I've been around both kinds of "professors" noted above (I survived — even thrived — in waaaaaaay too much higher education for the average bear). Ideally, all professors would combine both virtues, but it's not going to happen. Too many professors can't even write their articles coherently without substantial assistance, however brilliant their research. (And I'm thinking explicitly of you, too, law professors; remember, I've been in charge of the slush pile at a law journal you wanted to be published in.) None of this is good — not for research, not for students, not for the institutions themselves.

  • It's more than just the economy per se, stupid. There's only one historical example — worldwide, in five thousand or so years of anything resembling "civilization" that isn't on a hypothetical island sunk forever in either the western Mediterranean or the Atlantic — of internally-instigated widespread economic growth in any non-command economy (and it's arguable whether any command-economy growth was internally instigated). Europe in the "long 18th century" (approximately 1689 to approximately 1815) was characterized by increasing economic activity, financial accretion with less reliance on favorable original position, increasingly stable governance, and greater mobility of information, and financial and intellectual capital, than any previous region/period… or virtually any since other than the United States of the first half of the twentieth century (and that's arguably due to outside instigation). This should be a lesson for isolationists, but it won't be.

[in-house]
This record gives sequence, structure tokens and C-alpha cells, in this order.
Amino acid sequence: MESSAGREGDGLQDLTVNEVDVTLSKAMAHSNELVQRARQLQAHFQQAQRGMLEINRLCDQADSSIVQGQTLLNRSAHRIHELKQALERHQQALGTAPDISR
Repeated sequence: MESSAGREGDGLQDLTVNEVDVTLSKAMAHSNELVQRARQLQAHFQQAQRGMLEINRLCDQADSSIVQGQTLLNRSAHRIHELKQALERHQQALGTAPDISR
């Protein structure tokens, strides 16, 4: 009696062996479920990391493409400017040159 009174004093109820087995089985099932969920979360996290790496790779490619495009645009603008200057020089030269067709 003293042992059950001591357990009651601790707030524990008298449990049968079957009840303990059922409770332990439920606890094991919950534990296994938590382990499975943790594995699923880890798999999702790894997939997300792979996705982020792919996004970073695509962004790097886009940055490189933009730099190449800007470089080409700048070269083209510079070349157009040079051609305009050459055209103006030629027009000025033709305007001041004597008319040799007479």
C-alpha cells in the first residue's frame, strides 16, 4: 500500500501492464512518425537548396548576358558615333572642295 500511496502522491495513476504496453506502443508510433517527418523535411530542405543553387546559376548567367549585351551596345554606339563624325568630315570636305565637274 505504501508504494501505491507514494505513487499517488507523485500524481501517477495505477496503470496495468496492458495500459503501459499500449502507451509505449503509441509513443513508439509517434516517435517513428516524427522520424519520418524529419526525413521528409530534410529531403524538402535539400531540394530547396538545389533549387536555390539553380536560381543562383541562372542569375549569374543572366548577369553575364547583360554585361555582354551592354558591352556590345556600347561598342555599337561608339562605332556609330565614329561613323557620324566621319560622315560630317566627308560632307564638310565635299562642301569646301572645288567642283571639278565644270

All of which leads to a philosophical question for which I have no answer — only more questions. The macroeconomic debate today is based on "job creation" as a measure of the success of macroeconomic policy. Fine, it's a measure; but, in an age in which there is increasing emphasis on "entrepreneurship" at all levels of both education and post-education experience; in which entrepreneurial/small businesses refuse to treat people who do work for it as having "jobs," but being "on contract for tasks" (not that this is entirely a bad thing); in which only those with only limited amibitions for class mobility even take jobs, as opposed to "beginning new businesses": What does "job" mean? And, more to the point, if "jobs" are to be held for only a limited period of time before diving into "entrepreneurial free enterprise," does that mean that those who hold "jobs" throughout their working lives are somehow lesser economic beings?